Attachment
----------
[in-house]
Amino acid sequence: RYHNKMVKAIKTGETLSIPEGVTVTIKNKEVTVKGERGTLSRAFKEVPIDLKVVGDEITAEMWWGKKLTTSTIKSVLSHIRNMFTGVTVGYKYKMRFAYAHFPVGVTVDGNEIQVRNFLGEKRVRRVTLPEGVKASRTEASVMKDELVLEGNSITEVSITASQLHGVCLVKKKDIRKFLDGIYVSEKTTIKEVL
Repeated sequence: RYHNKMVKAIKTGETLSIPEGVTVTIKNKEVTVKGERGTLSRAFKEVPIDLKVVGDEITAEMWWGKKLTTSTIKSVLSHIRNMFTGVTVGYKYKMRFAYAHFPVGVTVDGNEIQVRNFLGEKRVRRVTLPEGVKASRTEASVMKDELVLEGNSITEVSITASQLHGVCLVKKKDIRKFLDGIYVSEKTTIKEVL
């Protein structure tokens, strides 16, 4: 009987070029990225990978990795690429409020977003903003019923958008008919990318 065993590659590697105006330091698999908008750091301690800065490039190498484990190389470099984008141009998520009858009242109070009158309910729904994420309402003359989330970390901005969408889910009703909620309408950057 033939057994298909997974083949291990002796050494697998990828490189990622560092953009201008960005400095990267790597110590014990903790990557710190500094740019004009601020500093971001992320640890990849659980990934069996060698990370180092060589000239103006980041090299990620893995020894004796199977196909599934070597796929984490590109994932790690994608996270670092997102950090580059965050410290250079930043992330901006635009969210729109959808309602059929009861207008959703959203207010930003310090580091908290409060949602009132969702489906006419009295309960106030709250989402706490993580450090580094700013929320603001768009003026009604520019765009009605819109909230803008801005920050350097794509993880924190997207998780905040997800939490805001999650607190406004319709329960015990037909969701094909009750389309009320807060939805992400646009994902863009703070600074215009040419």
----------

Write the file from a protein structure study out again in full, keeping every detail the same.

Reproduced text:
[in-house]
Amino acid sequence: RYHNKMVKAIKTGETLSIPEGVTVTIKNKEVTVKGERGTLSRAFKEVPIDLKVVGDEITAEMWWGKKLTTSTIKSVLSHIRNMFTGVTVGYKYKMRFAYAHFPVGVTVDGNEIQVRNFLGEKRVRRVTLPEGVKASRTEASVMKDELVLEGNSITEVSITASQLHGVCLVKKKDIRKFLDGIYVSEKTTIKEVL
Repeated sequence: RYHNKMVKAIKTGETLSIPEGVTVTIKNKEVTVKGERGTLSRAFKEVPIDLKVVGDEITAEMWWGKKLTTSTIKSVLSHIRNMFTGVTVGYKYKMRFAYAHFPVGVTVDGNEIQVRNFLGEKRVRRVTLPEGVKASRTEASVMKDELVLEGNSITEVSITASQLHGVCLVKKKDIRKFLDGIYVSEKTTIKEVL
């Protein structure tokens, strides 16, 4: 009987070029990225990978990795690429409020977003903003019923958008008919990318 065993590659590697105006330091698999908008750091301690800065490039190498484990190389470099984008141009998520009858009242109070009158309910729904994420309402003359989330970390901005969408889910009703909620309408950057 033939057994298909997974083949291990002796050494697998990828490189990622560092953009201008960005400095990267790597110590014990903790990557710190500094740019004009601020500093971001992320640890990849659980990934069996060698990370180092060589000239103006980041090299990620893995020894004796199977196909599934070597796929984490590109994932790690994608996270670092997102950090580059965050410290250079930043992330901006635009969210729109959808309602059929009861207008959703959203207010930003310090580091908290409060949602009132969702489906006419009295309960106030709250989402706490993580450090580094700013929320603001768009003026009604520019765009009605819109909230803008801005920050350097794509993880924190997207998780905040997800939490805001999650607190406004319709329960015990037909969701094909009750389309009320807060939805992400646009994902863009703070600074215009040419």